Florence Liu, BSc. Politics and International Relations ’21
As part of political theory’s central occupation with understanding how we do – and how we should – think about political life, political theorists throughout history have continually questioned and redefined both the concept of ‘government’ in itself, as well as what it means to govern in the ‘right’ way. A core topic of contention within this endeavour has been the notion of ‘just’ government. What does it mean for a government to be fair? Is this conception of government achievable? Should we aspire to fair governance, and why? Such age-old questions date back to the beginnings of the Western political canon in Ancient Greece, forming the topic matter for Plato’s Republic – a text widely regarded as a foundational work in the history of political thought. This article will introduce Plato’s philosophical approach, as well as his argument for why we should aspire to live in a just state and what form such a state should take.
Plato’s philosophical approach: rationalism and the tripartite division of the soul and state
Plato’s approach is rooted in rationalism, an epistemological view claiming that reason is the primary source of and test for knowledge. Objective truth cannot be derived from observation, as the world around us is full of mere illusions. Instead, an objective higher order of truth must be reached through introspection and the application of logical reasoning. Thus, throughout the Republic, Plato constructs his normative view of the state through the construction of various logical propositions.
One of the key arguments Plato advances is that the origins of justice can be observed by comparing the just man to the just state. In particular, he claims that the human soul can be divided into three components with each component fulfilling a specialised function; this tripartite division and specialisation should also be reflected in the just state. Plato identifies the three components of the soul as 1) the appetites, responsible for base desires; 2) the spirits, motivated by emotions such as anger and the desire for honour; and 3) reason, which seeks truth. He further argues that the just soul should be governed by reason, with the spirits supporting this rule and the appetites acquiescing. In parallel, the state has a tripartite division into 1) the artisans, 2) the guardians, and 3) the philosopher-king; each group corresponds to the respective component of the soul, and its members’ souls will be dominated by that component. Similarly to the just soul, the just state is ruled by the philosopher-king (with the support of the guardians) and artisans comply with this rule.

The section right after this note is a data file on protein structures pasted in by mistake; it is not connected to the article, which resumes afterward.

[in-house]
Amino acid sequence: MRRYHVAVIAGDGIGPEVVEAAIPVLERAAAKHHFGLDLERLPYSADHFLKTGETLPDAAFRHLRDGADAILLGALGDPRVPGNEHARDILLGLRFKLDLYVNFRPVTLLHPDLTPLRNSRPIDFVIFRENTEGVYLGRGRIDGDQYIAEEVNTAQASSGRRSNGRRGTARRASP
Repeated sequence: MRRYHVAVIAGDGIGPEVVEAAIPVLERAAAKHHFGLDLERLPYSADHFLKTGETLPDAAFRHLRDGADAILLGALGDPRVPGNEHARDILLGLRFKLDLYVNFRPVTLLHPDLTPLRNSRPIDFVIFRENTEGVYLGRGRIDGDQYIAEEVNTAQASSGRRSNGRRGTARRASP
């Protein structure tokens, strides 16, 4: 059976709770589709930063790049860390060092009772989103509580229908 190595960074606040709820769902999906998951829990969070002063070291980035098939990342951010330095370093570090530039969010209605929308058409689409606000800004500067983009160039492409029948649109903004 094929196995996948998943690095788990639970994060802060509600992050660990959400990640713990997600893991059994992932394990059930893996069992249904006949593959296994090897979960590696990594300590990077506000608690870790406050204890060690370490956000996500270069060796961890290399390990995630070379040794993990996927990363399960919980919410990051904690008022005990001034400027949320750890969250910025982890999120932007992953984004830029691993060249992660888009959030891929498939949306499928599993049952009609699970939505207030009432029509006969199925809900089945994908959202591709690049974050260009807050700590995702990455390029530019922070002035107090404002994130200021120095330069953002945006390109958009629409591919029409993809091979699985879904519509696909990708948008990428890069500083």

Therefore, Plato’s conception of what it means for the state to be ‘just’ is dependent on the specialisation of function, wherein all components of society act in harmony (though are ultimately subordinate to reason) and each individual fulfils their unique role. The ultimate purpose of the ‘just’ state is to ensure the happiness of the state as a whole, meaning that no one group should be made disproportionately happy at the expense of others. For this to be achieved, each individual must perform their socially determined function; to attempt the function of another social class is the greatest harm one can do to their state, and also the greatest injustice. In contrast, the just individual does what benefits their state by excelling in their specialised function. However, excellence in function must be cultivated; thus the just state must provide the necessary training for each social group to achieve excellence.
In his exploration of the tripartite division, Plato advances the rather radical notion that the specialisation of function is gender-neutral. He claims there are no inherent differences between men or women that should dictate what functions they are destined to fulfil. Rather, the social group one belongs to is defined purely by the natural tendencies implied by the structure of one’s soul; therefore men and women can fulfil the same functions, and must also receive the same training needed to excel in their roles.
Plato identifies the key function of the guardian class to be the preservation of the code of honour that governs the state, as well as the protection of the state from external threats and internal policing. As such, the guardians’ training must educate them in a way such that their spirits are prevented from being corrupted, and they will know to be gentle to citizens but harsh to enemies. This is to be achieved through a combination of physical training and education in the humanities.